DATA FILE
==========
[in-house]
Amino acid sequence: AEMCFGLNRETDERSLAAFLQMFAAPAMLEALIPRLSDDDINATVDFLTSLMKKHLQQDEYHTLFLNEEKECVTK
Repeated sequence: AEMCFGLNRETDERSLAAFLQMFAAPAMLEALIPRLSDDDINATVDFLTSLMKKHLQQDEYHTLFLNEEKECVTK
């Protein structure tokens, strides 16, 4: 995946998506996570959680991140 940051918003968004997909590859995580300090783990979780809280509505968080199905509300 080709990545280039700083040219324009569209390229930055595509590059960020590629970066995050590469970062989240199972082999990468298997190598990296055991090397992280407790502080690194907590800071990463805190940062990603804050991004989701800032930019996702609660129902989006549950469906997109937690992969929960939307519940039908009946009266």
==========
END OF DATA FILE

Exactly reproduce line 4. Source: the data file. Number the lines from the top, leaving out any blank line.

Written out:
């Protein structure tokens, strides 16, 4: 995946998506996570959680991140 940051918003968004997909590859995580300090783990979780809280509505968080199905509300 080709990545280039700083040219324009569209390229930055595509590059960020590629970066995050590469970062989240199972082999990468298997190598990296055991090397992280407790502080690194907590800071990463805190940062990603804050991004989701800032930019996702609660129902989006549950469906997109937690992969929960939307519940039908009946009266």